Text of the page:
Florida Police Seek ‘Stand Your Ground’ Protection

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Florida’s Stand Your Ground law was meant to make sure that average residents could defend themselves without fear of arrest or trial. Police officers accused of using excessive force are trying to claim the law’s protection, the New York Times reports. They have tried to use the law to avoid trial in cases in which a 63-year-old man was stomped and a man in a wheelchair was beaten. In some instances, judges have granted their request. “The law says it applies to ‘any person,’” said Eric Schwartzreich, a lawyer representing a sheriff’s deputy who made a successful Stand Your Ground claim in the killing of a computer engineer. “Law enforcement is any person. Why would there be a law that applies to one person in the criminal justice system and not another?”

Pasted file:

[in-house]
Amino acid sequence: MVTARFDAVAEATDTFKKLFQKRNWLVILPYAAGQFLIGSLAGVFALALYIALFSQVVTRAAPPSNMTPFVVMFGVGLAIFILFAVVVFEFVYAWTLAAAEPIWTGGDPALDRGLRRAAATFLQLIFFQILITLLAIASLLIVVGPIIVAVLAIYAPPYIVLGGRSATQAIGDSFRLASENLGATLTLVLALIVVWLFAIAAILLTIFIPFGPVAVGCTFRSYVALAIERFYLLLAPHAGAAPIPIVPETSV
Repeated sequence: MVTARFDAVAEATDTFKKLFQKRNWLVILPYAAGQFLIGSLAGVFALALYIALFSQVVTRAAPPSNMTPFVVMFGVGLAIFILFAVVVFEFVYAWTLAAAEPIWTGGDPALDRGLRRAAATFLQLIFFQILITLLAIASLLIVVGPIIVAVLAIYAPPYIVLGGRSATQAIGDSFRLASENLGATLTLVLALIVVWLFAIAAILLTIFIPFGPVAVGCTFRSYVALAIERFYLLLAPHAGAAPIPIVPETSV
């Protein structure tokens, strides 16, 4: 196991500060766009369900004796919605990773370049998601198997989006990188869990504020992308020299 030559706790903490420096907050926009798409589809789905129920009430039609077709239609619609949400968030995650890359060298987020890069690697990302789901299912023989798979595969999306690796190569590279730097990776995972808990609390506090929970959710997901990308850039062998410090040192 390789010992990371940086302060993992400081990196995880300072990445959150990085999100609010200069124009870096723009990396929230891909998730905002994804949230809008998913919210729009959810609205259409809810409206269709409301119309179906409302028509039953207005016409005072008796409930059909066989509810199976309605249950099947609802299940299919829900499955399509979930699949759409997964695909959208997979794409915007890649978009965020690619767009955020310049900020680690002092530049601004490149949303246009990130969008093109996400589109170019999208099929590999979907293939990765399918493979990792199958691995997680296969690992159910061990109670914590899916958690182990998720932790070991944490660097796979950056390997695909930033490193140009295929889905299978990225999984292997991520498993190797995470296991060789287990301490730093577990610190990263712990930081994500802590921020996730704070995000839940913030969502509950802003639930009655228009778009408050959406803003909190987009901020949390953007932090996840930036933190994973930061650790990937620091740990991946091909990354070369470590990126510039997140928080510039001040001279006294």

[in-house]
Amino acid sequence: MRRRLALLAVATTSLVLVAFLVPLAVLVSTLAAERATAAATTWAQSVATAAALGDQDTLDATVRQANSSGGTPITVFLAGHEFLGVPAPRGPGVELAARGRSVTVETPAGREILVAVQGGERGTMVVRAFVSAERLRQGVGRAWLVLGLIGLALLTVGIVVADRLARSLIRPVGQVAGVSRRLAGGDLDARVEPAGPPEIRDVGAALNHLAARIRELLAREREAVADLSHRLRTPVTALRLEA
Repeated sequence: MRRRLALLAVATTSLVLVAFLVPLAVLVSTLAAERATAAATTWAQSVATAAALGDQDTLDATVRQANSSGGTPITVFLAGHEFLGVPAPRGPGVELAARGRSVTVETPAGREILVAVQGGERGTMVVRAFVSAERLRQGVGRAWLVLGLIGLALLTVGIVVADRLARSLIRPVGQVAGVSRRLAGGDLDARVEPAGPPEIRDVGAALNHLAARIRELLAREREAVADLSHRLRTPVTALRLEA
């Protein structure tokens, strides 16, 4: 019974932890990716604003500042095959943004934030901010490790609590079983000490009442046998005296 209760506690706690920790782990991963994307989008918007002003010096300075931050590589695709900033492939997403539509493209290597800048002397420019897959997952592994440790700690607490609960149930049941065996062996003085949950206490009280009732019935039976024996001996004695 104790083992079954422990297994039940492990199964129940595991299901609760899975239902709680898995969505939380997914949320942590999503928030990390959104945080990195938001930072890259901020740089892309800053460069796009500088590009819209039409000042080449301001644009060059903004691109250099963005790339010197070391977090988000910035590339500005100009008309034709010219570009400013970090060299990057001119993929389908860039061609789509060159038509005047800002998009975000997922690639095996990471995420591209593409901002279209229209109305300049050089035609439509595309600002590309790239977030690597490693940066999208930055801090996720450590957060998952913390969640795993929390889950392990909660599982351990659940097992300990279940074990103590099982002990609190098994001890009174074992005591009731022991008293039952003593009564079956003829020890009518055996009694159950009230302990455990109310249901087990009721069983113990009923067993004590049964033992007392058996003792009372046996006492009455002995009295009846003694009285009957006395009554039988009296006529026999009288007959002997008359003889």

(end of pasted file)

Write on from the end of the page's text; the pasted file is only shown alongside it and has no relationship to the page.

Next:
The law was opposed by prosecutors when it was passed in 2005. It eliminates a person’s duty to retreat from a dangerous situation and frees them to use deadly force “if he or she reasonably believes it is necessary” to prevent harm or death. It shields people from both criminal trials and civil lawsuits. Stand Your Ground became widely known in 2012, when Sanford, Fl., police cited it when they declined to arrest the killer of an unarmed black teen, Trayvon Martin. Critics say the law makes it too easy to claim self-defense when violence could have been avoided, and that white people’s fears are more likely to be deemed “reasonable” than black people’s. Nearly two dozen states have such laws, but experts believe Florida is the only place where police officers have used it. Last week, lawyers said Nouman Raja, a former Palm Beach Gardens officer, intended to seek Stand Your Ground protection in the 2015 killing of Corey Jones, a 31-year-old musician and housing inspector.

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